The ever-worsening economic recession has, of course, taken its toll in a number of areas. Among them we can certainly include the field of travel and perhaps the worst hit have been the proprietors of luxury hotels and luxury travel agents. Let us look at the problems this area is facing.
The Changing Guest
The fact is that many so called luxury travellers have indicated that the current economic climate is not having that much impact on their travel plans. Indeed, the attraction of travel has certainly not subsided and many are choosing to adapt to the recent recession. This is especially true of high-end luxury travellers, many of whom stress that the current economy is actually more of an incentive for travelling, both to escape the hardships and because rates are generally lower at the present time.
However, it would appear that what is changing is what actually constitutes people's idea of luxury. Research has shown that at present, people are far more interested in being entertained than being pampered. Quite simply people, with luxury travellers included, are now looking for a whole different type of experience. Whilst a survey conducted in 2007 concluded that what the guest most wanted was the feeling of 'being pampered', the luxury type hotels that are renowned for pampering are now in less demand than ever.
A follow up survey conducted just two years later concluded that the top three experiences people are now seeking are, from first to last: entertainment, excitement and inspiration. It is true to say, however, that a great number of hotels and tour operators have reacted to the changing environment. This is evident from the number of 'transformational travel' offers available in addition to the growing number of 'kids clubs' that are being offered as part of a package. In short, the focus has shifted to one that aims to address the traveller's need for enrichment.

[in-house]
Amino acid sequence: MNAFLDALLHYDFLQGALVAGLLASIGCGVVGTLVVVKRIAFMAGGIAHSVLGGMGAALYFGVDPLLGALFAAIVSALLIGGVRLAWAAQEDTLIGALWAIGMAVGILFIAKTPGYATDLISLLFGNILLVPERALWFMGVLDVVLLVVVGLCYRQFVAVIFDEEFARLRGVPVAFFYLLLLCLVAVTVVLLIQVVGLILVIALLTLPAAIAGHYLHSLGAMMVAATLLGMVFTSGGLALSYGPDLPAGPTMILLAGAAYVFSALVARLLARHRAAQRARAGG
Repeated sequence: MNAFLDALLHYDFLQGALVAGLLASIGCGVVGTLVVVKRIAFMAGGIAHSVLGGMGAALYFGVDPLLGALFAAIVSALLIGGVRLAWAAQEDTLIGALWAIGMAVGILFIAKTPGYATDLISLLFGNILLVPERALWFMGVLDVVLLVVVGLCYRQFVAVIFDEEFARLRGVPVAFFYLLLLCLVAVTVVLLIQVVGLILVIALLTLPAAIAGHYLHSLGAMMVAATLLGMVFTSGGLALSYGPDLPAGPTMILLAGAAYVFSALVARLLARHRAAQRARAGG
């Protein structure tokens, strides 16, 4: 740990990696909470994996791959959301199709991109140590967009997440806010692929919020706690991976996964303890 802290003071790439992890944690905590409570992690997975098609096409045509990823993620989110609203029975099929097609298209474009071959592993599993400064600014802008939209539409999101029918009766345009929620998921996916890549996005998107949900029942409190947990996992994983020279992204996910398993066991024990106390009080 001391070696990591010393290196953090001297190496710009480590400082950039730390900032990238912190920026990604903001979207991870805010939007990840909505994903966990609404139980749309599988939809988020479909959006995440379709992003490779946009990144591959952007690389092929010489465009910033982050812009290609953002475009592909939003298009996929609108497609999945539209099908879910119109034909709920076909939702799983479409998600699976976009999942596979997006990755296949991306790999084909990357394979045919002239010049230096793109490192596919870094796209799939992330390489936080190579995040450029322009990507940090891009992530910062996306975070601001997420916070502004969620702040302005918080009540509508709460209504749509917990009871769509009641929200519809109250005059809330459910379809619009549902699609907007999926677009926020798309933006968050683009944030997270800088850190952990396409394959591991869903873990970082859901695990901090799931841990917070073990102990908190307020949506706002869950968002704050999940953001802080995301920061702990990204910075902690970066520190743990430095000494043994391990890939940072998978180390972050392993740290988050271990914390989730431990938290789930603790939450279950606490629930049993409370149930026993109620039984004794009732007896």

With this in mind, many tour operators and hoteliers have introduced fields such as 'educational tourism' or 'adventure travel' and many are even choosing to cater for those who want to volunteer abroad during their gap year. After all, these could be the luxury travellers of the future and a gap year could inspire travel ambitions. The focus now is on personal growth and the above trends are continuing to grow as hotel managers begin to fully grasp their potential market value.
The Luxury Traveller Is Now Predominantly Female
A further trend within the luxury travel sector is that women tend to be the ones seeking luxury travel rather than their male counterparts. Indeed, more and more women are now choosing to travel alone or as part of an all female group, more so than at any other time in history. Luxury travel operators and hotels again have to adapt accordingly. For women, much more so than men, a holiday has to have some kind of 'special interest'. Therefore, we now see travel guides offering all kinds of special interest packages including well-being or spa retreats, women's golfing holidays, surfing women or 'wine and women' deals.
In conclusion then, we can see that the face of luxury travel is changing and in some areas, rather drastically. Nonetheless, whilst rates for luxury hotels have fallen to a certain extent, there is still more than enough demand to mean that, for the most part, the area has maintained its strong price strength. Indeed, as long as those involved continue to take adaptive measures, the field of luxury travel and hotels is sure to outlast the current economic downturn.
Ben Scriber writes regularly on the topic of travel for a wide range of related websites and blogs. His main focus remains that of adventure holidays and he recently worked as a volunteer abroad.